Neutron Decay – Neutron Emission

Proton and Neutron Emission
Example: Proton and Neutron Decay
Source: JANIS (Java-based Nuclear Data Information Software); The JEFF-3.1.1 Nuclear Data Library

Neutron decay is a type of radioactive decay of nuclei containing excess neutrons (especially fission products), in which a neutron is simply ejected from the nucleus. This type of radiation plays key role in nuclear reactor control, because these neutrons are delayed  neutrons. At this place we must distinguish between:

  • Spontaneous neutron emission. Spontaneous neutron emission is a mode of radioactive decay in which one or more neutrons are ejected from a nucleus.
  • Decay of free neutron. The free neutron is, unlike a bounded neutron, subject to radioactive beta decay (with a half-life of about 611 seconds). It decays into a proton, an electron, and an antineutrino (the antimatter counterpart of the neutrino, a particle with no charge and little or no mass).
  • Induced neutron emission. Among nuclear reactions are also reactions, in which a neutron is ejected from nucleus and they may be referred to as neutron emission reactions. These nuclear reactions are, for example:
    • Scattering Reactions
    • Nuclear Fission
    • Photoneutrons Emission
    • Other nuclear reactions (e.g. (alpha,n) reactions)

This article describes mainly spontaneous neutron emission (prompt neutron decay). This mode of decay occurs only in the most neutron-rich/proton-deficient nuclides (prompt neutron decay), and also from excited states of other nuclides as in photoneutron emission and beta-delayed neutron emission. As can be seen, if a nucleus decays via neutron emission, atomic number remains the same, but daughter become a different isotope of the same element. Nuclei which can decay by this mode are described as lying beyond the neutron drip line. Two examples of isotopes that emit neutrons are beryllium-13 (decaying to beryllium-12 with a mean life 2.7×10−21 s) and helium-5 (helium-4, 7×10−22 s).

Beta-delayed Neutron Emission – Delayed Neutrons

Precursors of Delayed Neutrons
Precursors of Delayed Neutrons

Neutron emission usually happens from nuclei that are in an excited state, such as the excited 87Kr* produced from the beta decay of 87Br. This isotope has half-life of 55.6 seconds. It undergoes negative beta decay through its two main branches with emission of 2.6 MeV and 8 MeV beta particles. This decay leads to the formation of 87Kr* and the 87Kr* nucleus subsequently decays via two successive beta decays into the stable isotope 87Sr. But there is also one possible way for the 87Br nucleus to beta decay. The 87Br nucleus can beta decay into an excited state of the 87Kr* nucleus at an energy of 5.5 MeV, which is larger than the binding energy of a neutron in the 87Kr nucleus. In this case, the 87Kr* nucleus can undergo (with probability of 2.5%) a neutron emission leading to the formation of stable 86Kr isotope. The neutron emission process itself is controlled by the nuclear force and therefore is extremely fast, sometimes referred to as “nearly instantaneous”. The ejection of the neutron may be as a product of the movement of many nucleons, but it is ultimately mediated by the repulsive action of the nuclear force that exists at extremely short-range distances between nucleons. The life time of an ejected neutron inside the nucleus before it is emitted is usually comparable to the flight time of a typical neutron before it leaves the small nuclear “potential well”, or about 10−23 seconds. As can be seen, the rate of emission of these neutrons is governed primarily by beta decay, therefore this emission is known as beta-delayed neutron emission and is responsible for production of delayed neutrons in nuclear reactors.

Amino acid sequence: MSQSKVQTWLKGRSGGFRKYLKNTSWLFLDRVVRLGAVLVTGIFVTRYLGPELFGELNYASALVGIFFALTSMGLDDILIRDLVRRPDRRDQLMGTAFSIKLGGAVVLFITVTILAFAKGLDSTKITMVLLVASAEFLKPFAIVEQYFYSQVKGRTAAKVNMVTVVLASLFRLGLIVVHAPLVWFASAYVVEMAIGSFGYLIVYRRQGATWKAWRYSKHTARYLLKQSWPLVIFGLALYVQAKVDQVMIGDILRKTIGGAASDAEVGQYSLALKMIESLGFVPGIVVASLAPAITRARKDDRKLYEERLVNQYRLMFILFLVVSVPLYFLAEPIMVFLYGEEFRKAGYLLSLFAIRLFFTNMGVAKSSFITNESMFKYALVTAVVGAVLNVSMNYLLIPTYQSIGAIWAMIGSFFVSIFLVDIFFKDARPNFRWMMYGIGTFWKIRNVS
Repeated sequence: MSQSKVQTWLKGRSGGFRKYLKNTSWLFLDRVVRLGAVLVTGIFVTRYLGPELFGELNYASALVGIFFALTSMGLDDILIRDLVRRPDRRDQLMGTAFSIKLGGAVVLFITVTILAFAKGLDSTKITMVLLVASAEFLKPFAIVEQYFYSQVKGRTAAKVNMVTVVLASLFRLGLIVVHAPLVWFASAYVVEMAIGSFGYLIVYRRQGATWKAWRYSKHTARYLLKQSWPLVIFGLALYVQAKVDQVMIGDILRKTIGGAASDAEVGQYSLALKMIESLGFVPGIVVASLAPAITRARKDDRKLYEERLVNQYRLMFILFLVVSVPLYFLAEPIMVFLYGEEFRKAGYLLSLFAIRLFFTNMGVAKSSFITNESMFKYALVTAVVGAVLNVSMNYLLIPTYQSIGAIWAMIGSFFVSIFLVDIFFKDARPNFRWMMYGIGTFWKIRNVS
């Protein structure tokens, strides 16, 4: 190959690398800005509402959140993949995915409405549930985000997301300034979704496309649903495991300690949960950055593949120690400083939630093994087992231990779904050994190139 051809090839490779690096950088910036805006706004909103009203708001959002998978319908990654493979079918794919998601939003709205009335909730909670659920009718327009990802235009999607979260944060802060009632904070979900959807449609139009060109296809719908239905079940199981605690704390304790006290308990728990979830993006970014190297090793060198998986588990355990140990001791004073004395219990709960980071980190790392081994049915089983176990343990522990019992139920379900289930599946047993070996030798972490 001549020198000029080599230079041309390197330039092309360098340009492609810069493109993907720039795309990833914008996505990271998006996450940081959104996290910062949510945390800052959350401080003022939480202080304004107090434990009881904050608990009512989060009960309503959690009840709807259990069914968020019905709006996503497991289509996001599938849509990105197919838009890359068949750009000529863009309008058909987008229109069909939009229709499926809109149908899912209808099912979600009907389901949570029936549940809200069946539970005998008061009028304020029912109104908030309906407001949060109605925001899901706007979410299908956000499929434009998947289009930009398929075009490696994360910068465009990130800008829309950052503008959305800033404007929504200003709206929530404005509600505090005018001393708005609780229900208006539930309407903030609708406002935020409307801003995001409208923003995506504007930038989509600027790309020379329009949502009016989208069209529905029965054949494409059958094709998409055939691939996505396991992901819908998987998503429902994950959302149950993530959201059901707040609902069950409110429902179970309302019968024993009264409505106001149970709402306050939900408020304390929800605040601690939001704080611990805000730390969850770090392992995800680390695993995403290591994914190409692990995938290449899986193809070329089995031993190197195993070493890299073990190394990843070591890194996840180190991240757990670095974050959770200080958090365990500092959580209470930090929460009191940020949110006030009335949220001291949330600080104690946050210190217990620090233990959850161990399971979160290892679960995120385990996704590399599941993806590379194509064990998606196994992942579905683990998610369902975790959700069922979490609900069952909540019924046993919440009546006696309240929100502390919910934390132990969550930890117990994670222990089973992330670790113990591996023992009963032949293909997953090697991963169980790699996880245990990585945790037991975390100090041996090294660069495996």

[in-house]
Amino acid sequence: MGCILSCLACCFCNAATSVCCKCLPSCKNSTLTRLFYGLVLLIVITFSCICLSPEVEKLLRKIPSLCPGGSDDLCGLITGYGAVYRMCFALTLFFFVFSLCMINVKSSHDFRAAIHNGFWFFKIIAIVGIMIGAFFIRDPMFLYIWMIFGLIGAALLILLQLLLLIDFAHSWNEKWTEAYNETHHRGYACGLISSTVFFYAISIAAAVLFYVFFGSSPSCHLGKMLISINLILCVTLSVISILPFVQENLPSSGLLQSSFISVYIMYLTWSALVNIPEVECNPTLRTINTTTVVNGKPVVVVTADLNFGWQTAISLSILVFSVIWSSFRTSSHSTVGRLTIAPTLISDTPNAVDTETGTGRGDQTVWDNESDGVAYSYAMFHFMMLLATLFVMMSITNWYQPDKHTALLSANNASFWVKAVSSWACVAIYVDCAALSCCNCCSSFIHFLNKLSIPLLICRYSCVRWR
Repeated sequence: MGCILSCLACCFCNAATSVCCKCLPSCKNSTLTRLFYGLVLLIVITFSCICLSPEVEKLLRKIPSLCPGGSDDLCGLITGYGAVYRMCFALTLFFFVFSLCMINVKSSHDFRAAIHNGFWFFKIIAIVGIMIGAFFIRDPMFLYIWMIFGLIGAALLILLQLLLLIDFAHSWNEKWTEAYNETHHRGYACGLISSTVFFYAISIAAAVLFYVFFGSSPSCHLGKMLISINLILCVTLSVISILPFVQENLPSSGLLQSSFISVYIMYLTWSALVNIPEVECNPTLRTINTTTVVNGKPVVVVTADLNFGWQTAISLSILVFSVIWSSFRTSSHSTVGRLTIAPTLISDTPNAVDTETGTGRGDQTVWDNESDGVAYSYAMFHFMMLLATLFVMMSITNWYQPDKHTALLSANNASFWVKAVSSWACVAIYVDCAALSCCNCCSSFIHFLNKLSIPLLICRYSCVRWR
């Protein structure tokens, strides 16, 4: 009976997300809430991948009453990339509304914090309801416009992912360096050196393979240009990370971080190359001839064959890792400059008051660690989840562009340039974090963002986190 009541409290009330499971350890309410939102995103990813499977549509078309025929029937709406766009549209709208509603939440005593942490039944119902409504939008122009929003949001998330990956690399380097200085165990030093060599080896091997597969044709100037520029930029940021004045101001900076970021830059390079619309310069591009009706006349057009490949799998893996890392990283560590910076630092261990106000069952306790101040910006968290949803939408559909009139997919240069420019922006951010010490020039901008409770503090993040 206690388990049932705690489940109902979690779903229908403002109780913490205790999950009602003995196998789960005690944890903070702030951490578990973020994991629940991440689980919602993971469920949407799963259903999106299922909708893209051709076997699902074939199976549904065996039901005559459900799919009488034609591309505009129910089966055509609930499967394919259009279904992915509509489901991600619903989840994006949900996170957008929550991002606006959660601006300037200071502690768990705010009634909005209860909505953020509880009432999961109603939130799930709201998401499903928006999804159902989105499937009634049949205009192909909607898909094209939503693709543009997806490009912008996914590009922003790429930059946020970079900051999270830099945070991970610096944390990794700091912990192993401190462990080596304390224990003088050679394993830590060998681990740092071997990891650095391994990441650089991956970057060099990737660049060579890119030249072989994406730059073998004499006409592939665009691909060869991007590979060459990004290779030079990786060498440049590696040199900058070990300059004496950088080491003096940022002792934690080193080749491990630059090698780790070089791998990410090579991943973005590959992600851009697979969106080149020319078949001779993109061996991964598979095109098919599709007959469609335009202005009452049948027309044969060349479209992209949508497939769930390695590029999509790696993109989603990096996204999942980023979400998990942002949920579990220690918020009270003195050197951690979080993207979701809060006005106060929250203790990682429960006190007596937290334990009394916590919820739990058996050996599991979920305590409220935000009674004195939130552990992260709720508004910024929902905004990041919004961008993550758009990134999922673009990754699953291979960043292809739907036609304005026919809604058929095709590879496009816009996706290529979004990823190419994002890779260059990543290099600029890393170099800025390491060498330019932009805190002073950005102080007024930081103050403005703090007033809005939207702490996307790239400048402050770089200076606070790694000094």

While the most of the neutrons produced in fission are prompt neutrons, the delayed neutrons are of importance in the reactor control. In fact the presence of delayed neutrons is perhaps most important aspect of the fission process from the viewpoint of reactor control.

See also: Precursors of Delayed Neutrons


Radiation Protection:

  1. Knoll, Glenn F., Radiation Detection and Measurement 4th Edition, Wiley, 8/2010. ISBN-13: 978-0470131480.
  2. Stabin, Michael G., Radiation Protection and Dosimetry: An Introduction to Health Physics, Springer, 10/2010. ISBN-13: 978-1441923912.
  3. Martin, James E., Physics for Radiation Protection 3rd Edition, Wiley-VCH, 4/2013. ISBN-13: 978-3527411764.
  5. U.S. Department of Energy, Nuclear Physics and Reactor Theory. DOE Fundamentals Handbook, Volume 1 and 2. January 1993.

Nuclear and Reactor Physics:

  1. J. R. Lamarsh, Introduction to Nuclear Reactor Theory, 2nd ed., Addison-Wesley, Reading, MA (1983).
  2. J. R. Lamarsh, A. J. Baratta, Introduction to Nuclear Engineering, 3d ed., Prentice-Hall, 2001, ISBN: 0-201-82498-1.
  3. W. M. Stacey, Nuclear Reactor Physics, John Wiley & Sons, 2001, ISBN: 0- 471-39127-1.
  4. Glasstone, Sesonske. Nuclear Reactor Engineering: Reactor Systems Engineering, Springer; 4th edition, 1994, ISBN: 978-0412985317
  5. W.S.C. Williams. Nuclear and Particle Physics. Clarendon Press; 1 edition, 1991, ISBN: 978-0198520467
  6. G.R.Keepin. Physics of Nuclear Kinetics. Addison-Wesley Pub. Co; 1st edition, 1965
  7. Robert Reed Burn, Introduction to Nuclear Reactor Operation, 1988.
  8. U.S. Department of Energy, Nuclear Physics and Reactor Theory. DOE Fundamentals Handbook, Volume 1 and 2. January 1993.
  9. Paul Reuss, Neutron Physics. EDP Sciences, 2008. ISBN: 978-2759800414.

See above:

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